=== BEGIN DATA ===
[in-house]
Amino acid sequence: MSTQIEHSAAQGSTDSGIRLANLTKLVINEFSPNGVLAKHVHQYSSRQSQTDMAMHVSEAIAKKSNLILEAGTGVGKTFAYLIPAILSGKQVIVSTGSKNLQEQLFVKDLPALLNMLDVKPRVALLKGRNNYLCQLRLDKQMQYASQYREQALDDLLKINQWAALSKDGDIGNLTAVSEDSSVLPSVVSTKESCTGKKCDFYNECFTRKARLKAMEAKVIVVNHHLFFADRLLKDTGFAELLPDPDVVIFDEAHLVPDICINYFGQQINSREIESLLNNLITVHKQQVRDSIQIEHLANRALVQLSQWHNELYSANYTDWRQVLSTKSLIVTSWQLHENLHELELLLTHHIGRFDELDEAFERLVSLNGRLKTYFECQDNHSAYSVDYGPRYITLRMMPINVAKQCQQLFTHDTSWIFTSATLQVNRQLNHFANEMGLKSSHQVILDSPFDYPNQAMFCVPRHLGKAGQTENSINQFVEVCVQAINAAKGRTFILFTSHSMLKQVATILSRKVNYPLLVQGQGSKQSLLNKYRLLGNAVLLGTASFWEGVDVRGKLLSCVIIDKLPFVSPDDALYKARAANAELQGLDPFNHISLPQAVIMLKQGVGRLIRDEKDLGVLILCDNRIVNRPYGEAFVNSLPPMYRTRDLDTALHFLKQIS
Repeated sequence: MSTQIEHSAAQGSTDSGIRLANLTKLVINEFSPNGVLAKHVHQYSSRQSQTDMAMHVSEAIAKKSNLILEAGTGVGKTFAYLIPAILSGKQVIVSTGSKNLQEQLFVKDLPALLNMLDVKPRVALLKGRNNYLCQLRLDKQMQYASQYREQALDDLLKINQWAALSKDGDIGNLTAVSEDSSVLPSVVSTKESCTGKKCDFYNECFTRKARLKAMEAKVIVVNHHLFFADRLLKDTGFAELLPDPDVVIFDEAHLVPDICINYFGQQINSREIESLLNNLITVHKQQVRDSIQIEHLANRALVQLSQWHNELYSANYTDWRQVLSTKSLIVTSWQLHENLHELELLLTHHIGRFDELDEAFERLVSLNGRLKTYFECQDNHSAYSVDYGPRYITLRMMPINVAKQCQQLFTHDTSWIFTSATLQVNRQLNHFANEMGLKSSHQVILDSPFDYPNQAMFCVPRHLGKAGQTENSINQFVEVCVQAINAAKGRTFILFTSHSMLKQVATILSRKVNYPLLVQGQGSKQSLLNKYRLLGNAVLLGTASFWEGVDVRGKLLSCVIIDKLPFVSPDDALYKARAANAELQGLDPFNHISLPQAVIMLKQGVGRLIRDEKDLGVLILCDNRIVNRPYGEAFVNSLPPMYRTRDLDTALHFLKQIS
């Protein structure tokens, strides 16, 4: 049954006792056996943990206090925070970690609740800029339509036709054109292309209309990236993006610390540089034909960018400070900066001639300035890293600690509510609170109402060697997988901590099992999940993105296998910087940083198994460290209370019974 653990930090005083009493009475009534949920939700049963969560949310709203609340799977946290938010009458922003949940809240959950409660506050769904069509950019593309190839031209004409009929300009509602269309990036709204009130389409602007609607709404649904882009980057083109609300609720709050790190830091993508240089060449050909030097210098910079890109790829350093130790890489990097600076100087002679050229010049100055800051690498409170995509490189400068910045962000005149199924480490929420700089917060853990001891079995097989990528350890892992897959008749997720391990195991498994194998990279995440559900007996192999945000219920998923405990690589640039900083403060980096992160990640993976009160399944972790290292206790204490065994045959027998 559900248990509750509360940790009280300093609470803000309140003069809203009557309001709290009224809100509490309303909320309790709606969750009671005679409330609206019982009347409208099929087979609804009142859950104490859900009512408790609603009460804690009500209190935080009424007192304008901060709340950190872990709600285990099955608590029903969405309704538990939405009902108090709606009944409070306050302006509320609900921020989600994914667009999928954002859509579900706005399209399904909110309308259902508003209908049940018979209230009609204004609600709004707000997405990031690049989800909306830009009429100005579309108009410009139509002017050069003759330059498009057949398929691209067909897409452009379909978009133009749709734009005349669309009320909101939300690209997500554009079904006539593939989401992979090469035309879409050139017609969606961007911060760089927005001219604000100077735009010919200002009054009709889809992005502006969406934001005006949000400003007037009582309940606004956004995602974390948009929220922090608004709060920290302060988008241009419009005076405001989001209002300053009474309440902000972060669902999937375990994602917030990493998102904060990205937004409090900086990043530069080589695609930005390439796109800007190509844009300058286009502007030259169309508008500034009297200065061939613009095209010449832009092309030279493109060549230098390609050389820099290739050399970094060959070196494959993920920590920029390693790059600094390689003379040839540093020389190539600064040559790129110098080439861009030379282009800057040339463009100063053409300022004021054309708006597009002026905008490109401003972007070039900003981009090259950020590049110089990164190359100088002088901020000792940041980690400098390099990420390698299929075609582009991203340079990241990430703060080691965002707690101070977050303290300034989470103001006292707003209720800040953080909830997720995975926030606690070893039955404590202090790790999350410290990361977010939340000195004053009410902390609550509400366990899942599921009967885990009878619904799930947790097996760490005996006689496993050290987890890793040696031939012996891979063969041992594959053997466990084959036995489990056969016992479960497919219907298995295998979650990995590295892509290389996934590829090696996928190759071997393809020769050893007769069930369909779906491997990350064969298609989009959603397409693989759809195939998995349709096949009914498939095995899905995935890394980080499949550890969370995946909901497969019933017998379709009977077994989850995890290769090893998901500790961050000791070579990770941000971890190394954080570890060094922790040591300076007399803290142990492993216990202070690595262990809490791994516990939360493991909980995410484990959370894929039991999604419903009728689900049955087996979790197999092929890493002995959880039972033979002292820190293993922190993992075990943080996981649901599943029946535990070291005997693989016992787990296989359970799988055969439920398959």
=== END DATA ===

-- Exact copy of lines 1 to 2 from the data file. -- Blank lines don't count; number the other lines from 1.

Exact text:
[in-house]
Amino acid sequence: MSTQIEHSAAQGSTDSGIRLANLTKLVINEFSPNGVLAKHVHQYSSRQSQTDMAMHVSEAIAKKSNLILEAGTGVGKTFAYLIPAILSGKQVIVSTGSKNLQEQLFVKDLPALLNMLDVKPRVALLKGRNNYLCQLRLDKQMQYASQYREQALDDLLKINQWAALSKDGDIGNLTAVSEDSSVLPSVVSTKESCTGKKCDFYNECFTRKARLKAMEAKVIVVNHHLFFADRLLKDTGFAELLPDPDVVIFDEAHLVPDICINYFGQQINSREIESLLNNLITVHKQQVRDSIQIEHLANRALVQLSQWHNELYSANYTDWRQVLSTKSLIVTSWQLHENLHELELLLTHHIGRFDELDEAFERLVSLNGRLKTYFECQDNHSAYSVDYGPRYITLRMMPINVAKQCQQLFTHDTSWIFTSATLQVNRQLNHFANEMGLKSSHQVILDSPFDYPNQAMFCVPRHLGKAGQTENSINQFVEVCVQAINAAKGRTFILFTSHSMLKQVATILSRKVNYPLLVQGQGSKQSLLNKYRLLGNAVLLGTASFWEGVDVRGKLLSCVIIDKLPFVSPDDALYKARAANAELQGLDPFNHISLPQAVIMLKQGVGRLIRDEKDLGVLILCDNRIVNRPYGEAFVNSLPPMYRTRDLDTALHFLKQIS